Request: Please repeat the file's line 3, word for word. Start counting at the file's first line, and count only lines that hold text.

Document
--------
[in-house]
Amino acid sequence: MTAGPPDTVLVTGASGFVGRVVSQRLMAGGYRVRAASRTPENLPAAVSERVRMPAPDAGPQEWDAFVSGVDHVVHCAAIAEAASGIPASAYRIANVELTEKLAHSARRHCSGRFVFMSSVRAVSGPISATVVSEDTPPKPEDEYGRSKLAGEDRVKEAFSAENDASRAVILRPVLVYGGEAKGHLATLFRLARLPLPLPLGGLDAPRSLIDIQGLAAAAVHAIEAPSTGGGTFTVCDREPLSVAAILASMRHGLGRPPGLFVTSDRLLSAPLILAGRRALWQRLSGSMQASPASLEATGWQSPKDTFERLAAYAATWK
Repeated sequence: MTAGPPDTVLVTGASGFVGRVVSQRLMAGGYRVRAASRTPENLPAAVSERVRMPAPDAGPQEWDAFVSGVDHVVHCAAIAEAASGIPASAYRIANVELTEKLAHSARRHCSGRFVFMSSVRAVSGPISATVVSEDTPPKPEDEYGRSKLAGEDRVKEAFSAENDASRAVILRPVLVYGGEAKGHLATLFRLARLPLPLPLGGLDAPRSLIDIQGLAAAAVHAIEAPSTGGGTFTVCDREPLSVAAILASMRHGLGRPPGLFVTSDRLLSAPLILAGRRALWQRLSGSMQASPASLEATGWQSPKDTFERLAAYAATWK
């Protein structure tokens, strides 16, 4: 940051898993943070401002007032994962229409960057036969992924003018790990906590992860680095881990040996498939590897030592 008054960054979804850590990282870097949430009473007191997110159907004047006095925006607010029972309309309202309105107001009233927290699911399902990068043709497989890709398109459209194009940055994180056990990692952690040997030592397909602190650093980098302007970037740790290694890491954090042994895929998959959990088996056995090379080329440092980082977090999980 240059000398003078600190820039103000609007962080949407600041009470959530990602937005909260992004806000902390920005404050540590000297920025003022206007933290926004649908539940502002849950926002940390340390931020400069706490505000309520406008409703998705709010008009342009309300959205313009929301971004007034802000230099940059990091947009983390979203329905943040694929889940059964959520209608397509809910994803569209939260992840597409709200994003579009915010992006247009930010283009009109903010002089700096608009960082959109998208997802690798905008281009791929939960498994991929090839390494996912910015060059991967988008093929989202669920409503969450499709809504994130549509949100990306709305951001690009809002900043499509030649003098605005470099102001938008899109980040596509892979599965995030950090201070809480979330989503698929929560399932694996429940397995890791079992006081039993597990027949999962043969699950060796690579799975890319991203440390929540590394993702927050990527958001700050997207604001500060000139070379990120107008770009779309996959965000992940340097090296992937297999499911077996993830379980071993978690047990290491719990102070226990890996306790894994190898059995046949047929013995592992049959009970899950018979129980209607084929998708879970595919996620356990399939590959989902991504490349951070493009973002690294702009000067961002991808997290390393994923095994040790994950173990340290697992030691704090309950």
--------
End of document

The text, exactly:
Repeated sequence: MTAGPPDTVLVTGASGFVGRVVSQRLMAGGYRVRAASRTPENLPAAVSERVRMPAPDAGPQEWDAFVSGVDHVVHCAAIAEAASGIPASAYRIANVELTEKLAHSARRHCSGRFVFMSSVRAVSGPISATVVSEDTPPKPEDEYGRSKLAGEDRVKEAFSAENDASRAVILRPVLVYGGEAKGHLATLFRLARLPLPLPLGGLDAPRSLIDIQGLAAAAVHAIEAPSTGGGTFTVCDREPLSVAAILASMRHGLGRPPGLFVTSDRLLSAPLILAGRRALWQRLSGSMQASPASLEATGWQSPKDTFERLAAYAATWK